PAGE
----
A few years ago I had a conversation with a respected referee who told me this story. He was doing a youth match and a player got injured. The players were not savvy enough to kick the ball out of play so when the ball was near his feet HE kicked the ball out. I never had the courage to ask him why he simply didn’t use his whistle.
At the professional level there are good reasons for allowing the players to stop play for an injury. These include the fact that these players are masters at gaming officials and that the Law requires that if the referee stops the match for the injury that he ensures that the player is removed from the field of play.
At the youth level, particularly recreational but also some competitive matches, the players are not gaming referees, that is, they are not faking an injury to stop an attack. In addition, with unlimited substitutions available in youth play, a team does not have to play shorthanded because the referee made them leave the pitch. They can simply substitute for that player, should they desire, or they can play shorthanded until the match is restarted and the referee permits the injured player to reenter the match.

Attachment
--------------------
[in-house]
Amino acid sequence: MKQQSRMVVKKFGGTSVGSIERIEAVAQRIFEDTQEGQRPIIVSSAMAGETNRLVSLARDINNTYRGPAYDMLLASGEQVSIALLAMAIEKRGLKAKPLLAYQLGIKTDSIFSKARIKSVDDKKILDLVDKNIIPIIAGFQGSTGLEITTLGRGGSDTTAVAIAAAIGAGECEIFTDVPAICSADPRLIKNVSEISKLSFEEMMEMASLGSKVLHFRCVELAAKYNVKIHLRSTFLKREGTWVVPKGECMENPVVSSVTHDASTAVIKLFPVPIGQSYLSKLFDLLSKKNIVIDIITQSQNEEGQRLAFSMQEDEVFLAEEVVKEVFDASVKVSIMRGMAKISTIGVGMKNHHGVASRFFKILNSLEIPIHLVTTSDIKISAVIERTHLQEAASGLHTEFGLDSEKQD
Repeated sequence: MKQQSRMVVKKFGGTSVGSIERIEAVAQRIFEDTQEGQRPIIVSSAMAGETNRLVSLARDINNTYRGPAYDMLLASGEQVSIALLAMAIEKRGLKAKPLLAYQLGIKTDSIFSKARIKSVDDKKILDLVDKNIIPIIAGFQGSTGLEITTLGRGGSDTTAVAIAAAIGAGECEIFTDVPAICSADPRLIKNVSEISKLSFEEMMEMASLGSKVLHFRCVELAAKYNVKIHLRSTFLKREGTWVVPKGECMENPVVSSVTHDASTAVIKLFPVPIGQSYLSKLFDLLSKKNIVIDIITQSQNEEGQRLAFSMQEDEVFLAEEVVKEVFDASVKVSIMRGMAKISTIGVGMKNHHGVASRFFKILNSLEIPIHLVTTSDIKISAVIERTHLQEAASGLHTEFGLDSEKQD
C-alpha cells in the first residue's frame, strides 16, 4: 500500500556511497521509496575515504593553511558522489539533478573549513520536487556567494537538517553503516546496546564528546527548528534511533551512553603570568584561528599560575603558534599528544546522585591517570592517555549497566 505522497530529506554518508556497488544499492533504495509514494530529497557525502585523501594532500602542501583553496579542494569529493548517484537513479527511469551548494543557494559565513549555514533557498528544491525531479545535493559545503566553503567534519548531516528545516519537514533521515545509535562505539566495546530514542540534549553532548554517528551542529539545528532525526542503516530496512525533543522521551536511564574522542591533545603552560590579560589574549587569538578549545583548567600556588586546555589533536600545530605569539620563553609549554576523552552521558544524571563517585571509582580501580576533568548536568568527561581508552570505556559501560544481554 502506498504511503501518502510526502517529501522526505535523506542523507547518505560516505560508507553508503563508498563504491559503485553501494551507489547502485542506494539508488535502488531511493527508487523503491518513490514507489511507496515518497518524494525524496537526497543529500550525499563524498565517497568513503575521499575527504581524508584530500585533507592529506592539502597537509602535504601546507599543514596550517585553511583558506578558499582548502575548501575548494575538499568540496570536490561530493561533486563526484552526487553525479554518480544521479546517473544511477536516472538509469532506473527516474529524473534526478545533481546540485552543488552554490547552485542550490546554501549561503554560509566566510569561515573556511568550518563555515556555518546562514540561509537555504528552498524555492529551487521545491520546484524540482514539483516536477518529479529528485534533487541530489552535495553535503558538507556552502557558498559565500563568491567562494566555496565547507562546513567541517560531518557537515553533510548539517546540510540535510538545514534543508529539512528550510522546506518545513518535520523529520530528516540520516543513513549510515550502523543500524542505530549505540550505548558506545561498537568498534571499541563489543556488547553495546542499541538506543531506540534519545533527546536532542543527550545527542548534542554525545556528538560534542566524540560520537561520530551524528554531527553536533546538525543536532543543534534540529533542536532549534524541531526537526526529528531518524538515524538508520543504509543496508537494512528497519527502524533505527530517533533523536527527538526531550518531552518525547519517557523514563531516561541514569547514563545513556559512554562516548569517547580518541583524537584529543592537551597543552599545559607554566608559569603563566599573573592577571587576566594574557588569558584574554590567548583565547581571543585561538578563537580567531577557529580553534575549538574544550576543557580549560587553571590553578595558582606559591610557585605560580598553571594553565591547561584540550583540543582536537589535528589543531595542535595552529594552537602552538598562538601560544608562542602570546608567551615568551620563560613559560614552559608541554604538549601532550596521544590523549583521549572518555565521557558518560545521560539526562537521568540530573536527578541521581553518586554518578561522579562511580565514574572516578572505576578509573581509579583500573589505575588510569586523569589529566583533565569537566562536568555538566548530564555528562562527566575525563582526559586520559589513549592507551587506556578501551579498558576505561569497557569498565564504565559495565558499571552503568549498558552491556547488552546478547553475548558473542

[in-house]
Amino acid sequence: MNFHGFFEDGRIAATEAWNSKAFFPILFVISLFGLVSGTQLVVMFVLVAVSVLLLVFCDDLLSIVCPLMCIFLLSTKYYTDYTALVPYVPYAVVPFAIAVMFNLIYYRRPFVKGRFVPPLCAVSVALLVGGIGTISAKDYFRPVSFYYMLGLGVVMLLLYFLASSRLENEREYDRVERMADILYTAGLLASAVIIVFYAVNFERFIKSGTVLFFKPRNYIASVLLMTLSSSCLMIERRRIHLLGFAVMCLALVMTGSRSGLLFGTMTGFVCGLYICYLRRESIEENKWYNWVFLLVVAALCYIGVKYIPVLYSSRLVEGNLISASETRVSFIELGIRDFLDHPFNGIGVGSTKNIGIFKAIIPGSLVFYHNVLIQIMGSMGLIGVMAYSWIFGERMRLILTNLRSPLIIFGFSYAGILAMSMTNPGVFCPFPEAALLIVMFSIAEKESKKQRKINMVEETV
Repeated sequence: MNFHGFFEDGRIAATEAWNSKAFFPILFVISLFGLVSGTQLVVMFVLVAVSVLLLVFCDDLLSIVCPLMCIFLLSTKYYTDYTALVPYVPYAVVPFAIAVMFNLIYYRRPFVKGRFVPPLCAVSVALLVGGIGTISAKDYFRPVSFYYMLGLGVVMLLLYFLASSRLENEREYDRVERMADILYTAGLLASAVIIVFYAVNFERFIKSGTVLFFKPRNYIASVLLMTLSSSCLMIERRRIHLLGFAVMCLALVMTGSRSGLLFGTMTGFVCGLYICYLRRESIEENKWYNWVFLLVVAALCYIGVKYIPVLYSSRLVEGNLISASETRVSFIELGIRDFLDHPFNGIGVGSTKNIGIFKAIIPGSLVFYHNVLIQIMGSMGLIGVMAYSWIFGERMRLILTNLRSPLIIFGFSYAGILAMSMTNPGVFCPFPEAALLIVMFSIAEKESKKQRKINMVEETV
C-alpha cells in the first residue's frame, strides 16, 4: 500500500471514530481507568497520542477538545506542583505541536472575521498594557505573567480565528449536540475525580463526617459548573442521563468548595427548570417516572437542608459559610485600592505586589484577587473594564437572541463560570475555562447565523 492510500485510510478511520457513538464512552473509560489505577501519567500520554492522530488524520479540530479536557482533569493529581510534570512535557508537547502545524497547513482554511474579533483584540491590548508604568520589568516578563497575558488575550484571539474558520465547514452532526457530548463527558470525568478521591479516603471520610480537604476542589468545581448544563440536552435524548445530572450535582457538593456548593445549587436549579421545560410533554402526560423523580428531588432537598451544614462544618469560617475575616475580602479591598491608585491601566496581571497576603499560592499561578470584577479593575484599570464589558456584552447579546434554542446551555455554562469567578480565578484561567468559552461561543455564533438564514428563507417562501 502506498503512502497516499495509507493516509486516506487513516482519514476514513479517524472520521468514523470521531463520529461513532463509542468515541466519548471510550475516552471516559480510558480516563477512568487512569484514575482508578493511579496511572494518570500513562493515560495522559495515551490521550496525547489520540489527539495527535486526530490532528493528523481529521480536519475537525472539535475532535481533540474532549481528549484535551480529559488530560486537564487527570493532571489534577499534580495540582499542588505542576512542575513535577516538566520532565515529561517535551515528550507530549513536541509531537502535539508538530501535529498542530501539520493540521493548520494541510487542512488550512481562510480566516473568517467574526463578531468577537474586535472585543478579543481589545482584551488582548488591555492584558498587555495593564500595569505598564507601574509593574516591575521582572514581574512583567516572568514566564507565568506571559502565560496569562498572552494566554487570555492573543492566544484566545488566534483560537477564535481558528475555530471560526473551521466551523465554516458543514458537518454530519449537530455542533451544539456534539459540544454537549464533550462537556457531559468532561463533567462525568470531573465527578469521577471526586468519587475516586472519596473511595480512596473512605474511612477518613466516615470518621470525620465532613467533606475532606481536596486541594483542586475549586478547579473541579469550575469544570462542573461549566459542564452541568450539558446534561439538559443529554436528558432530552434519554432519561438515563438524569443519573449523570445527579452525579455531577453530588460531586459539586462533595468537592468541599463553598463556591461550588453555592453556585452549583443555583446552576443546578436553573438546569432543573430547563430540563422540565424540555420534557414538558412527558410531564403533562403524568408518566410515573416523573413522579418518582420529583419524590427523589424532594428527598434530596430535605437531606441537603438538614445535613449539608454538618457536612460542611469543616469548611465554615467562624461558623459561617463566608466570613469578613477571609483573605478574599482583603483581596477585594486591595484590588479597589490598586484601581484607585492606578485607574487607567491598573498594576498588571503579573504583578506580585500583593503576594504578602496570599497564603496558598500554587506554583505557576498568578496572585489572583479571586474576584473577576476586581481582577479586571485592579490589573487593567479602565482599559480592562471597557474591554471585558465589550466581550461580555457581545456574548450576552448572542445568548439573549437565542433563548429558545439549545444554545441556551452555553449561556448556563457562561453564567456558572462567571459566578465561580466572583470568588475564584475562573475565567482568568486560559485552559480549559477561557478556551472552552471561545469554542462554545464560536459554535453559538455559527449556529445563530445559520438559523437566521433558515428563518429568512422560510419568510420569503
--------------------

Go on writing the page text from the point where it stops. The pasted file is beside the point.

Referees must stop play when there is an injured player. Our number one responsibility to the game is safety and we simply cannot wait for the players to do our job.
Your question (paraphrased):
When a player down with a minor injury instead of blowing my whistle I try to get the players to play the ball out and then on the throw-in get the other team to throw the ball back to them. Is this bad?
USSF answer (December 12, 2006):
No, this is not bad, but neither is it sanctioned under the Laws of the Game. The referee has no authority to direct the players to put the ball out of play or to tell them to play it back in to the other team to restart.
It is the job of the referee to stop play for injury, regardless of what players may or may not do, only if a player is, in the referee’s opinion, seriously injured--keeping in mind the age of the players. There are considerable practical differences between the referee stopping play for a serious injury and players stopping play for what they believe is an injury. If the players do it on their own, there is little the referee can do to control it, at least as the Laws read now.
Source: USSF Ask a Referee